Hamilton Spectator: Hamilton poverty looms horribly over campaign

Posted October 19, 2018

In a city where cranes are everywhere along the skyscape stacking the decks of "gentrification," down on the street there seems to be someone new every week with a cup at the car windows.
 
There are tenant strikes and people falling off the cliff of a withdrawn basic income program, and neighbourhoods where 70 per cent of the children live below the poverty line.
 
Poverty. Hamilton has been at this forever, but especially since 2005 when the Hamilton Roundtable for Poverty Reduction (HRPR) was formed. There was an enormous push of commitment and good intentions and, yes, much was done.
 
But here we are, 2018, 13 years later, on the cusp of a municipal election and ... poverty? Still very much here, stubborn as ever.
 
Wednesday evening, the HRPR hosted a forum on Poverty and Inequality in the City, at city hall, timed to coincide with International Day for the Eradication of Poverty and to dovetail with the home stretch of the election campaign. Several candidates were among the 100 or so who attended what was both a bluntly sobering and spirited discussion of the issue whose persistent urgency throws a mirror on our failure to tackle root causes, a failure which impoverishes us all.
 
Joe-Anne Priel, retired general manager of community services for the City of Hamilton, recalled that one of the most uplifting moments in the effort to put poverty at the forefront of city social and economic policy was the commitment, announced by then-publisher Dana Robbins, of The Hamilton Spectator in 2005 to "hang its corporate hat" on addressing poverty.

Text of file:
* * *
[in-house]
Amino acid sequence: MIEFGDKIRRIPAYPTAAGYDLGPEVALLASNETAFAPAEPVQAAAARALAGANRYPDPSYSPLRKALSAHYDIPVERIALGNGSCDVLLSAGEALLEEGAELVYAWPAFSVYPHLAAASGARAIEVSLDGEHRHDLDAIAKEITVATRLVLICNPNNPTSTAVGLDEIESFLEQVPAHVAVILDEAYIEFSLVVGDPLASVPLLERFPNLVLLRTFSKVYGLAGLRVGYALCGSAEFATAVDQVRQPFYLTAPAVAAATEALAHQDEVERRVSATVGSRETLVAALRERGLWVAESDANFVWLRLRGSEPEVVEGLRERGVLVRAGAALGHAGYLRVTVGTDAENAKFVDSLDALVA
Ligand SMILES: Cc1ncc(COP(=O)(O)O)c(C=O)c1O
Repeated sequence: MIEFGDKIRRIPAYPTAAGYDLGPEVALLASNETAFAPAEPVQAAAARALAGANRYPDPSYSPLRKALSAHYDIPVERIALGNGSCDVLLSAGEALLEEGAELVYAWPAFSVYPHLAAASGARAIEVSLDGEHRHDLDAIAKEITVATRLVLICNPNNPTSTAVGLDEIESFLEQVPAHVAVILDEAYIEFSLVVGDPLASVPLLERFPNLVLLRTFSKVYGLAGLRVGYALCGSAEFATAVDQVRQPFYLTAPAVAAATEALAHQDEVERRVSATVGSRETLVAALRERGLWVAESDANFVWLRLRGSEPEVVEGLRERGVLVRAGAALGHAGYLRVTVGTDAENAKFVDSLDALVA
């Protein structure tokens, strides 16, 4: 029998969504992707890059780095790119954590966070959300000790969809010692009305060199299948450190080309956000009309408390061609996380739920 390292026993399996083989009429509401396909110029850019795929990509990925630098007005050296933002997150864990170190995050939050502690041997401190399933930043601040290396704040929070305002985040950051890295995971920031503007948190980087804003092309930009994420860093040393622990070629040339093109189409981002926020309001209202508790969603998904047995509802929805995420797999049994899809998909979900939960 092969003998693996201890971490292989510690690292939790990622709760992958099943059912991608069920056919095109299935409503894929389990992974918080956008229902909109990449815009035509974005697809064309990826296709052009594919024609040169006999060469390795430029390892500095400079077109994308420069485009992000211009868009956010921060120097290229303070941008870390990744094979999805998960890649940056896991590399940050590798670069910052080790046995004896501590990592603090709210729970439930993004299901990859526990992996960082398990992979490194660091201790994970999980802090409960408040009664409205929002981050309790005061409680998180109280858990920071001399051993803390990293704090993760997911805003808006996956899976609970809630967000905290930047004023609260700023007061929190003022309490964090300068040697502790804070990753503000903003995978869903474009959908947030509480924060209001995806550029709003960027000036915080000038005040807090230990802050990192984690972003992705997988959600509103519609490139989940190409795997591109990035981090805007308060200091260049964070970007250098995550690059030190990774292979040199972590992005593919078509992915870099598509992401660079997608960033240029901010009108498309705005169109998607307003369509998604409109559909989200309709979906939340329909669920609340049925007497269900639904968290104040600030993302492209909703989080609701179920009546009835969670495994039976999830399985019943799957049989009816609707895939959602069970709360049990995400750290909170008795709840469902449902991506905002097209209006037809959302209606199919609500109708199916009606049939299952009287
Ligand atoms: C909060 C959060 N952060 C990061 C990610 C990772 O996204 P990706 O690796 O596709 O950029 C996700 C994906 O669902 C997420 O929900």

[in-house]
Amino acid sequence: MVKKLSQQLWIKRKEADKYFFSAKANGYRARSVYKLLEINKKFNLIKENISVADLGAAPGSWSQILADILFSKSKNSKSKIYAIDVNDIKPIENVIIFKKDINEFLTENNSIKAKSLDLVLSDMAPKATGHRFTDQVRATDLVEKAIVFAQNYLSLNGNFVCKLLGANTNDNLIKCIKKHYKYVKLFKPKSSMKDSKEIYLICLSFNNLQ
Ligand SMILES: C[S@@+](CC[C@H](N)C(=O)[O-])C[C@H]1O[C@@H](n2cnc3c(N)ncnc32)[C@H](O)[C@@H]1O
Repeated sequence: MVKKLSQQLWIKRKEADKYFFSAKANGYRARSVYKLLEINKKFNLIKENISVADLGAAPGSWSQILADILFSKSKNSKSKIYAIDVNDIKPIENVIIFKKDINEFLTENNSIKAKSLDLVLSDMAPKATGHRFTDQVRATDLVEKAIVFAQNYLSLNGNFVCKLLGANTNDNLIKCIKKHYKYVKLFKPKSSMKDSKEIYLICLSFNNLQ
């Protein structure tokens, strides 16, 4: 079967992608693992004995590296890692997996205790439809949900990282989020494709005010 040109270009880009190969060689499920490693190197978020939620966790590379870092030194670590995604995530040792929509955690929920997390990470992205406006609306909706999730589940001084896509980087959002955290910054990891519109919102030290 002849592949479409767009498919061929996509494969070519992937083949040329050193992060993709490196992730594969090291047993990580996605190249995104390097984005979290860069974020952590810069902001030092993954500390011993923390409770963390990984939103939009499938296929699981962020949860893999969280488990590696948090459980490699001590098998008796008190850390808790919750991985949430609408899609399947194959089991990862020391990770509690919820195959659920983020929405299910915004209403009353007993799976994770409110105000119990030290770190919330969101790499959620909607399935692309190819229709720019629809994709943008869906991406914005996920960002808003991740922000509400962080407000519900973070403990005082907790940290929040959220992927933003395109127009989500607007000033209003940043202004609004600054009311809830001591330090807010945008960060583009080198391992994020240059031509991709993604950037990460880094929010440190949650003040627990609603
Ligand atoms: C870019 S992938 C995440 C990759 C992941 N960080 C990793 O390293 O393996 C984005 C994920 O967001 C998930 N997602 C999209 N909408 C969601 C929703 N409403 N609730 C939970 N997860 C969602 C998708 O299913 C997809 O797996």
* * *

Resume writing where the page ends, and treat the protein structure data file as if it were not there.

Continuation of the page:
The results were groundbreaking work as the Code Red series, reflecting years of joint research between McMaster University and Spectator reporters, especially Steve Buist. It peeled the poverty picture back to the raw data on just how wide the gap between poverty and affluence in the city was/is — the life expectancy among the poor up to 21 years younger than among the affluent, and low birth-weight rates in some Hamilton areas three times worse than in some Third World countries.
 
"I thought I would end my career on a high note," Priel reflected, then adding, "but this was followed by a tragic set of circumstances," in terms of social policy to address poverty, namely, the election of Doug Ford.
 
"I love Hamilton," she said. "What we can do for ourselves no other community can do. But we need love. This hate s--- is gonna get us nowhere.
 
"I hope we update Code Red and I hope we call it (the premature death that can come with poverty) what it is — social murder."
 
Laura Cattari, campaign co-ordinator HRPR, followed Priel, giving her account of "lived poverty," finding herself after she could no longer work full-time due to a disability.
 
"Poverty is in every ward of this city," she said. "I hope you (candidates) continue to invite people to educate you on what it is to be poor."
 
Outgoing city councillor Matthew Green, executive director of Hamilton Centre for Civic Inclusion, said Doug Ford is not the "bogeyman," but a "symptom" and inevitable product of the nasty logic of a system designed to defeat the struggling.
 
"We're not in a crisis of surprise," he said. "This is a crisis of design." He called the city the biggest force of gentrification insofar as "its only way to raise revenue is through property taxes and building permits.
 
"There are billions being made by corporations and developers a mile from people who are living in tents"
 
He said we need "deeply socialized housing and until we have that the next 10 years will be worse than the last," adding that he fears the "decisions over the next four years (of Doug Ford's term) will make Mike Harris look like Jeremy Corbyn."
 
But, he concluded, there are things everyone can do, like support the rent strike now going on in Stoney Creek.
 
The event was organized by Dave Cherkewski, a member of the HRPR speakers' bureau, and moderated by Sarah Adjekum, of Mohawk College, and some other speakers included Mike Wood of ACORN and photographer Jessie Golem, whose photo series shows the faces of the cancelled basic income project.
 
 
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Article by Jeff Mahoney for The Hamilton Spectator